Listen to this episode here: Growing by Focusing on Customers

This week in TALKING NUMBERS, we sit with Trent McLaren as he shares his story, Practice Ignition, and how the focus on customers has grown the business. Trent is the Senior Partnerships Manager EMEA at Practice Ignition, where they offer an efficient solution for accounting firms to manage client engagement including invoicing and payments. Trent also carries the mantle of the Accounting Thought Leader of the Year 2017. Let’s find out what his secrets are to kicking goals!

Trent, can you share something about yourself?

I’m a small-town country boy, and now I live in London. I grew up East of Melbourne, out in Warrigal and I was there until I was 18 years old and moved out to Canberra. Years later, I moved to Sydney, then London-it’s been a big transition. But it all started in a little 400-person town east of Melbourne called Yarragon.

How did you become the Thought Leader of the Year 2017?

The Thought Leader Award 2017 was a submission process, judged by three or four people. Ten people were listed and one person as the winner – ended up being myself. Interestingly, I’d already resigned from my time at Intuit and no-one was aware of it. I was sitting next to my General Manager and she knew. And interestingly, she’s now my Chief Revenue Officer here at PI (Practice Ignition).

Then I jumped on board with Practice Ignition as Head of Strategic Partnerships in Sales. That was July 2017. Since then we’ve raised a lot of money in the last six months and we’ve hired nearly 70 staff. My role is not as broad as it used to be. Thankfully, I can just focus on the one time zone for change, which is perfect.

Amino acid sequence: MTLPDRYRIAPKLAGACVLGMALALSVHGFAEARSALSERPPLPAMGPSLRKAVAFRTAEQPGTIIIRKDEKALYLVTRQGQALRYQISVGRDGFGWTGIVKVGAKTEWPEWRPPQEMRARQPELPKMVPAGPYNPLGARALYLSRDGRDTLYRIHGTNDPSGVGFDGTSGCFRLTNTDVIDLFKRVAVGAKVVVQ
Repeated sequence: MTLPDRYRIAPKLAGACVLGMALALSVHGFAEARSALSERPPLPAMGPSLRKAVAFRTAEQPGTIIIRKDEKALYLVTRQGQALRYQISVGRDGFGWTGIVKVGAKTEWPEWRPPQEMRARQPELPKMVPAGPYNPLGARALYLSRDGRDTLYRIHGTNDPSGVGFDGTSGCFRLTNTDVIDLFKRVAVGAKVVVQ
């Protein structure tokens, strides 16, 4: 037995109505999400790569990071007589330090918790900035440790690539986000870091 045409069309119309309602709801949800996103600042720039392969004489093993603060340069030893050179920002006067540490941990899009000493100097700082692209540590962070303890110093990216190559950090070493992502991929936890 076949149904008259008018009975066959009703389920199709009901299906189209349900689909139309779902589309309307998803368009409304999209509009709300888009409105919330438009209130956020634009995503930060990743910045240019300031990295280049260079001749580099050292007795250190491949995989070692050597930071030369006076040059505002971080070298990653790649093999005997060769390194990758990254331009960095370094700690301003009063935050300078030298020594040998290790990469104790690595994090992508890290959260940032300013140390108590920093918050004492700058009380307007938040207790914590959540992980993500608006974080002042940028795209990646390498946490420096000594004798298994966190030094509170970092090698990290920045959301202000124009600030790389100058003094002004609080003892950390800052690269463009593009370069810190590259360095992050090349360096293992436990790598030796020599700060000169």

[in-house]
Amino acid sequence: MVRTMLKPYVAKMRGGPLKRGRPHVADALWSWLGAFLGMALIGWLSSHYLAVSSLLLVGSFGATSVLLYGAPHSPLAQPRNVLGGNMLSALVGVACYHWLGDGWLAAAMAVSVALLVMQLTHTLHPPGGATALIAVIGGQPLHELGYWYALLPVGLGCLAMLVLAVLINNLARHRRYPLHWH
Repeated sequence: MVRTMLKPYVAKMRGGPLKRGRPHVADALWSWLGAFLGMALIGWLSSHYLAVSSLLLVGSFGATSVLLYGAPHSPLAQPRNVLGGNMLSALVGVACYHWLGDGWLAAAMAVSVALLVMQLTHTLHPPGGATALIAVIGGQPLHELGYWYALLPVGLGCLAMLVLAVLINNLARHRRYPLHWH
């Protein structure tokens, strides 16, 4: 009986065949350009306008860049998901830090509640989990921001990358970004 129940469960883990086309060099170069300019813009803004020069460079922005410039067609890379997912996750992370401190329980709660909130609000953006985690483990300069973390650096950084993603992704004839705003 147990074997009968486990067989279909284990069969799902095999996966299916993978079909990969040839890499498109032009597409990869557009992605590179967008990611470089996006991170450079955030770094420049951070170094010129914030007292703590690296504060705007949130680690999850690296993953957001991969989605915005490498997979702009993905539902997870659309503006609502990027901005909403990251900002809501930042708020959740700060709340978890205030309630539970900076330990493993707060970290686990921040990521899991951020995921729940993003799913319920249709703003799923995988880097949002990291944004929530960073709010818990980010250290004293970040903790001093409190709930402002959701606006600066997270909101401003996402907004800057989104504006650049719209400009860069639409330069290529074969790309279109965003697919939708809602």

Tell us a little bit about Practice Ignition?

Practice Ignition is a digital-like contract signature product, or a proposal product with a payment gateway. I always say if DocuSign and Stripe got together and had a love child, that child would be Practice Ignition. It’s a little hybrid of two things. Getting signatures and getting paid are bundled up into one product. What makes us unique is the product is built by accountants and for accounting firms, which means the reconciliation and process are designed to fit their habits and rules.

The whole point is that when you create a proposal, every single service item on a proposal will automatically get invoiced and reconciled against the payment that we’ve collected. It just takes out so many different jobs, for so many people in the organisation. I had a firm last week that cut down their debt book from around GB£60,000 down to GB£15,000 in two months, just because they were able to roll out our product and get all their clients and engagement with payments included.

Do you service any other industries or is it just the accounting industry?